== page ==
Appellant's Brief at 4 (unnecessary capitalization omitted).

We review Appellant's claims mindful of the following well-settled principles:

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A petition to open a default judgment is an appeal to the equitable powers of the court. The decision to grant or deny a petition to open a default judgment is within the sound discretion of the trial court, and we will not overturn that decision absent a manifest abuse of discretion or error of law.

Smith v. Morrell Beer Distributors, Inc., 29 A.3d 23, 25 (Pa. Super. 2011).

Generally speaking, a default judgment may be opened if the moving party has (1) promptly filed a petition to open the default judgment, (2) provided a reasonable excuse or explanation for failing to file a responsive pleading, and (3) pleaded a meritorious defense to the allegations contained in the complaint.

Myers v. Wells Fargo Bank, N.A., 986 A.2d 171, 175-76 (Pa. Super. 2009) (citing McFarland v. Whitham, 544 A.2d 929 (Pa. 1988); Seeger v. First Union National Bank, 836 A.2d 163 (Pa. Super. 2003) (footnote omitted)). "If a petition to open a default judgment fails to fulfill any one prong of this test, then the petition must be denied." U.S. Bank Nat'l Ass'n for Pennsylvania Hous. Fin. Agency v. Watters, 163 A.3d 1019, 1028 (Pa. Super. 2017) (citations omitted).

Additionally, Pennsylvania Rule of Civil Procedure 237.3, which governs relief from the entry of a default judgment, provides:

(a) A petition for relief from a judgment of non pros or by default entered pursuant to Rule 237.1 shall have attached thereto a copy of the complaint, preliminary objections, and/or answer which the petitioner seeks leave to file. All grounds for relief shall be raised in a single petition.
(b)(1) If the petition is filed within ten days after the entry of a judgment of non pros on the docket, the court shall open the judgment if the proposed complaint states a meritorious cause of action.
(2) If the petition is filed within ten days after the entry of a default judgment on the docket, the court shall open the judgment
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if one or more of the proposed preliminary objections has merit or the proposed answer states a meritorious defense.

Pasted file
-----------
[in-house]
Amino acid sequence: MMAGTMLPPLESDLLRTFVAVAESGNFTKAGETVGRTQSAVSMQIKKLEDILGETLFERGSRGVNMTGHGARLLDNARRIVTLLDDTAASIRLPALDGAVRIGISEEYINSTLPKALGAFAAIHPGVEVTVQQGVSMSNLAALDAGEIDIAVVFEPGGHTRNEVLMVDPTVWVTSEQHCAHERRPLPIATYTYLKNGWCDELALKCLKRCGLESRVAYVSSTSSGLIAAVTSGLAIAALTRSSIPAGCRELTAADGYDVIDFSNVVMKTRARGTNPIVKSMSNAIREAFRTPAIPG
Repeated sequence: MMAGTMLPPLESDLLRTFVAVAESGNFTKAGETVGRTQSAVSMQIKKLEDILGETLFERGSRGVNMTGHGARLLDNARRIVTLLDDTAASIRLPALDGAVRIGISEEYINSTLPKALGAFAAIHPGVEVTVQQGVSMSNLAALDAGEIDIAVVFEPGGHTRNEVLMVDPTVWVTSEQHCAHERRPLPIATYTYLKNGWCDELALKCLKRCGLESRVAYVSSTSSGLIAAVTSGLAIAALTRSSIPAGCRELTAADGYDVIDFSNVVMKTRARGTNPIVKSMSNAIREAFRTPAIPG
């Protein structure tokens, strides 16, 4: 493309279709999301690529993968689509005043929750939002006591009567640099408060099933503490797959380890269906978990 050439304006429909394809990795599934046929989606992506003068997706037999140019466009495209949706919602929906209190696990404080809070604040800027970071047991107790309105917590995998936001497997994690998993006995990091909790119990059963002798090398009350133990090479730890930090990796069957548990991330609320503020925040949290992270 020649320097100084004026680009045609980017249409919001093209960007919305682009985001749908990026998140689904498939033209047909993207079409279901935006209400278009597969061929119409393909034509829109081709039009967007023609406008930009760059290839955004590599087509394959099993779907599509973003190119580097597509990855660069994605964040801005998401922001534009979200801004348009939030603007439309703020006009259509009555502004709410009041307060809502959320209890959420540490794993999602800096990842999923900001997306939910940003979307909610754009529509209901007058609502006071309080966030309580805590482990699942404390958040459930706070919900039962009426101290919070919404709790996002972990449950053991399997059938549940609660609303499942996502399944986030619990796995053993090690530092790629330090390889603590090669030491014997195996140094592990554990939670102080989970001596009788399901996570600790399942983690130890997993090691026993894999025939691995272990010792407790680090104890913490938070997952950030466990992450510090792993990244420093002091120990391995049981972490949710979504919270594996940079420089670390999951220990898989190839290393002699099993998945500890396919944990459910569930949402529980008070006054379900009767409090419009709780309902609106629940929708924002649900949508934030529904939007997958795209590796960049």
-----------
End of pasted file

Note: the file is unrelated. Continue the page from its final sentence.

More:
Pa.R.Civ.P. 237.3. The note to Rule 237.3 clarifies that these provisions do not supplant the traditional, three-part test for opening a default judgment, but merely ease the burden of a party against whom judgment has been entered and who moves promptly for relief from that judgment. See id. at Note ("Rule 237.3 does not change the law of opening judgments. Rather, the rule supplies two of the three requisites for opening such judgments by presupposing that a petition filed as provided by the rule is timely and with reasonable explanation or legitimate excuse for the inactivity or delay resulting in the entry of the judgment.").

In the instant matter, the trial court applied the three-prong test as outlined in Myers, supra, in its consideration of Appellant's petition to open. See TCO at 2-4. It determined that the first prong of the test was met, since Appellant's petition was filed within ten days of the entry of judgment. Id. at 3. Thus, the court proceeded to evaluate the second prong and determined that Appellant failed to provide "any excuse whatsoever … as to why he did not file an answer" to the complaint. Id. at 4. Based on its finding that Appellant failed to satisfy the second prong, the trial court concluded that there was "no reason to proceed to the third prong of the test," i.e., whether a meritorious defense was pleaded, and it denied Appellant's petition. Id. at 4-5.

Appellant claims that the trial court's denial of his...